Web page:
Hewlett-Packard ( HPQ ) will report its fiscal first-quarter numbers after the market close February 22. Analysts expect the company to post earnings of $0.42 per share, compared with $0.38 during the same period last year. HPQ sold off with the overall market during the recent correction, but has regained its footing and is currently up a modest 1.5% for the year.
HPQ was recently trading at $21.56, down $2.54 from its 12-month high and $5.84 above its 12-month low. Technical indicators for HPQ are bullish with a weak upward trend. The stock has recent support above $19.50 and recent resistance below $21.75. Of the 14 analysts who cover the stock, four rate it a “strong buy”, one rates it a “buy”, and nine rate it a “hold”. HPQ gets a score of 66 from InvestorsObserver’s Stock Score Report.
HPQ has really come to life over the last two years, and now that the company has returned to positive earnings growth, the market remains bullish on its outlook. Over the last five years, HPQ experienced annual earnings declines of 20.9%, but things have turned around, and analysts are now predicting the company to grow its earnings by 6.9% per annum over the next five years, and by 9.7% for the current year. The stock ran into selling pressure with the overall market during the recent correction, but the dip in share price brought the stock’s P/E down to a very reasonable 14.6, which should attract value hunters and push shares higher barring a huge earnings miss for the company’s fiscal first-quarter. The company has consistently reported earnings that were either in-line or a penny or two above the consensus over the last several years, while posting better than expected sales for six straight quarters. If the company is able to once again post earnings basically in-line for profits while beating on the top line, there is plenty of upside potential given the current valuation. HPQ trades at $21.64, with an average price target of $24.14.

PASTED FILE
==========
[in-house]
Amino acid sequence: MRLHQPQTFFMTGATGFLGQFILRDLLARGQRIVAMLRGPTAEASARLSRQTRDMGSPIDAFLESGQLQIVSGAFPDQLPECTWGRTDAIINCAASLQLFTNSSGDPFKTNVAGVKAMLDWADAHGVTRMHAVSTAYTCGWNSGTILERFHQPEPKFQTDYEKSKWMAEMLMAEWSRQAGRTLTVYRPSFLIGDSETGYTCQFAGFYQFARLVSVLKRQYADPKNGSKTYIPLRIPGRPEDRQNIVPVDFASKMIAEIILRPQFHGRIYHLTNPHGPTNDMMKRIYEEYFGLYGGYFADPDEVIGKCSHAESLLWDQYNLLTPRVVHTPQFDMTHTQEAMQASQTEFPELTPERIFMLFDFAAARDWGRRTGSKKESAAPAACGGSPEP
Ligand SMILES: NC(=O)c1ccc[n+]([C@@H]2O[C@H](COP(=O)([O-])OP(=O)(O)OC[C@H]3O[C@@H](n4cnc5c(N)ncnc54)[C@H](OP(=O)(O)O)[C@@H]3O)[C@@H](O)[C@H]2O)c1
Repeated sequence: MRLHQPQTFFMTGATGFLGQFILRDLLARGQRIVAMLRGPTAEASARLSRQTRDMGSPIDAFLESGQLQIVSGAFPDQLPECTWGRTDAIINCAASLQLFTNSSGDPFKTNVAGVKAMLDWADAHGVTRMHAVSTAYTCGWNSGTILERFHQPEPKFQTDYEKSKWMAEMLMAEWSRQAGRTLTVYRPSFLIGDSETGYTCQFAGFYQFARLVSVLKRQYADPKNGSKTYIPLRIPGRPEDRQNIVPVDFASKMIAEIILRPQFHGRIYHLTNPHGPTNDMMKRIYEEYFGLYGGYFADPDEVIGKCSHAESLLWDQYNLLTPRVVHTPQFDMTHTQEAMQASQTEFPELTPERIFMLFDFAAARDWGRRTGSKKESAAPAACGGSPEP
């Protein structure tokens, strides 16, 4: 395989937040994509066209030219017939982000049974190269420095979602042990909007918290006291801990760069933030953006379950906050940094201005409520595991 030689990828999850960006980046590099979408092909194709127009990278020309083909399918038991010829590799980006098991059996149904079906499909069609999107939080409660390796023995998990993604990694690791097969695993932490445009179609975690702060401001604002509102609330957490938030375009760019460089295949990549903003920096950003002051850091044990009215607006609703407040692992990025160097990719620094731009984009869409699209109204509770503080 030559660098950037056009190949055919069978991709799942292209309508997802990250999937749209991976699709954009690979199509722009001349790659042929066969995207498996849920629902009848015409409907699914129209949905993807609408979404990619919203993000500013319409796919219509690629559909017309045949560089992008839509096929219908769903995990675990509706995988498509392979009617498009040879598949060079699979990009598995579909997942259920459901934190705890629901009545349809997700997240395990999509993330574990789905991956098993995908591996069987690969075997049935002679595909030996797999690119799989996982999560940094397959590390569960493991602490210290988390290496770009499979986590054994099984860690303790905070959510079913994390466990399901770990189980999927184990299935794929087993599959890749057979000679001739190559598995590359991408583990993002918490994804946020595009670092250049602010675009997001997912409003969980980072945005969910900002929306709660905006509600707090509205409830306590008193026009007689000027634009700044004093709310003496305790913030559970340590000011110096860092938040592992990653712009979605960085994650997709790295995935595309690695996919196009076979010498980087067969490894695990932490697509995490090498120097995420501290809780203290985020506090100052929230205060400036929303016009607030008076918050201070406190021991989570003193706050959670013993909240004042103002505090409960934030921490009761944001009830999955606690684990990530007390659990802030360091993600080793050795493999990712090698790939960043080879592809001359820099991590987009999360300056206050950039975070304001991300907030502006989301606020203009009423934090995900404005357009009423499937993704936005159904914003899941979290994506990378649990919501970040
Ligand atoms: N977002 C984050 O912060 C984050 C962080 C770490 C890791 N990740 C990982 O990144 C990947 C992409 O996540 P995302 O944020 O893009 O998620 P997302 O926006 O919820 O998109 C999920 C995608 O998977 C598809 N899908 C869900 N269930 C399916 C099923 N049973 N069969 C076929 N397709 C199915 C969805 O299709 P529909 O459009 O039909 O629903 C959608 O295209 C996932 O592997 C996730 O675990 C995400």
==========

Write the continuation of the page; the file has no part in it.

Stock Only Trade
If you’re looking to establish a long stock position in HPQ, consider buying the stock under $21.75. Sell if it falls below $19.50 or take profits if it gets to $25.00.
If you want a bullish hedged trade on the stock, consider an April 15/19 bull-put credit spread for a 25-cent credit. That’s a potential 6.7% return (38.6% annualized*) and the stock would have to fall 11.0% to cause a problem.
If you want to take a bearish stance on the stock at this time, consider an April 23/28 bear-call credit spread for a $0.25 credit. That’s a potential 5.3% return (30.5% annualized*) and the stock would have to rise 7.5% to cause a problem.
Covered Call Trade
If you like the stock, but wish to lower your cost basis on a new position, you may want to consider a May $21.00 covered call. Buy HPQ shares (typically 100 shares, scale as appropriate), while selling the May $21.00 call for a debit of $20.15 per share. The trade has a target assigned return of 4.1%, and a target annualized return of 16.5% (for comparison purposes only).
The views and opinions expressed herein are the views and opinions of the author and do not necessarily reflect those of Nasdaq, Inc.
Originally published on InvestorsObserver.com
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